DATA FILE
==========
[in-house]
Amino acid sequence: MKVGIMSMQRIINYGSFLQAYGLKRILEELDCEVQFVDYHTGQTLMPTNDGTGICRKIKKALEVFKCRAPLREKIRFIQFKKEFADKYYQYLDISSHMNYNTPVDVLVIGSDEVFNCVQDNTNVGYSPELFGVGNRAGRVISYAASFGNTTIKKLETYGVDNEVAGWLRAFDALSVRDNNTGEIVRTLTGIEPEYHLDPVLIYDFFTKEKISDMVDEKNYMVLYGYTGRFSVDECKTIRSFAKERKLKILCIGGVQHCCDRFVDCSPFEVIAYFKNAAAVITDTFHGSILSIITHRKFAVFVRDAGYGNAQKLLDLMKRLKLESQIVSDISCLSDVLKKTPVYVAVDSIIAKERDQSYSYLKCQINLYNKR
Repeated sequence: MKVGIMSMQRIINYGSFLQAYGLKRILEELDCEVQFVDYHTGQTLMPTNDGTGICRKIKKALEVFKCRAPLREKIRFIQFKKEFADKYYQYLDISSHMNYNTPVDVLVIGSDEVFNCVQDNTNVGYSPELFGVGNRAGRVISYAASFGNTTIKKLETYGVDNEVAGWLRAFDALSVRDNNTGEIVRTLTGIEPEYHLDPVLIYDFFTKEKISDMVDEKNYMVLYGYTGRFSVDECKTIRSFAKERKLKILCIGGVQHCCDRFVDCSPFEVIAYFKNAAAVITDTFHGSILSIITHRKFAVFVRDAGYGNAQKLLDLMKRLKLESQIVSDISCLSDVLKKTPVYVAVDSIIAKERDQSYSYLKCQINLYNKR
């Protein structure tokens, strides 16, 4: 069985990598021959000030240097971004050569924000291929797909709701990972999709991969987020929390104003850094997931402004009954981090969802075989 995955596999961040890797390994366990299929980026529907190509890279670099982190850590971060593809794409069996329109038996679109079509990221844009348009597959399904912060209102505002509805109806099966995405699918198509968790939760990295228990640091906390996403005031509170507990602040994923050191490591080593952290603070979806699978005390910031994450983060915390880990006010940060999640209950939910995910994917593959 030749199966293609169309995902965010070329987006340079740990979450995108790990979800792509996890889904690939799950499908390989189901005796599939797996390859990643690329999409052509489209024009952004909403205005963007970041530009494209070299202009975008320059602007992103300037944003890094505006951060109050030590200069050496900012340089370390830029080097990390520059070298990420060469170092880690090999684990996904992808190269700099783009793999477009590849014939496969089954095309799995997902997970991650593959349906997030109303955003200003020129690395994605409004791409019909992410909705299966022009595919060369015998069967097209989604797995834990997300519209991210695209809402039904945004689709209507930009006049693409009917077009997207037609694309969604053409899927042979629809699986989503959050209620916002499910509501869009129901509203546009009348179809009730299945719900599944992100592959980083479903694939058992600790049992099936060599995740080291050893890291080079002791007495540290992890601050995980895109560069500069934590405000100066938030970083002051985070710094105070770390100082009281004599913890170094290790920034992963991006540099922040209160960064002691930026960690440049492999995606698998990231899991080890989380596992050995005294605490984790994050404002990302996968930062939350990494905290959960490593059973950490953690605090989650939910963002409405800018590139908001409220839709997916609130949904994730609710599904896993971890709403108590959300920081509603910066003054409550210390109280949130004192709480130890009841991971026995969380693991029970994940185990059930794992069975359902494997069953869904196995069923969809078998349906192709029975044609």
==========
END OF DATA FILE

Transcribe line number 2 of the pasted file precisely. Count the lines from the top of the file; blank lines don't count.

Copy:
Amino acid sequence: MKVGIMSMQRIINYGSFLQAYGLKRILEELDCEVQFVDYHTGQTLMPTNDGTGICRKIKKALEVFKCRAPLREKIRFIQFKKEFADKYYQYLDISSHMNYNTPVDVLVIGSDEVFNCVQDNTNVGYSPELFGVGNRAGRVISYAASFGNTTIKKLETYGVDNEVAGWLRAFDALSVRDNNTGEIVRTLTGIEPEYHLDPVLIYDFFTKEKISDMVDEKNYMVLYGYTGRFSVDECKTIRSFAKERKLKILCIGGVQHCCDRFVDCSPFEVIAYFKNAAAVITDTFHGSILSIITHRKFAVFVRDAGYGNAQKLLDLMKRLKLESQIVSDISCLSDVLKKTPVYVAVDSIIAKERDQSYSYLKCQINLYNKR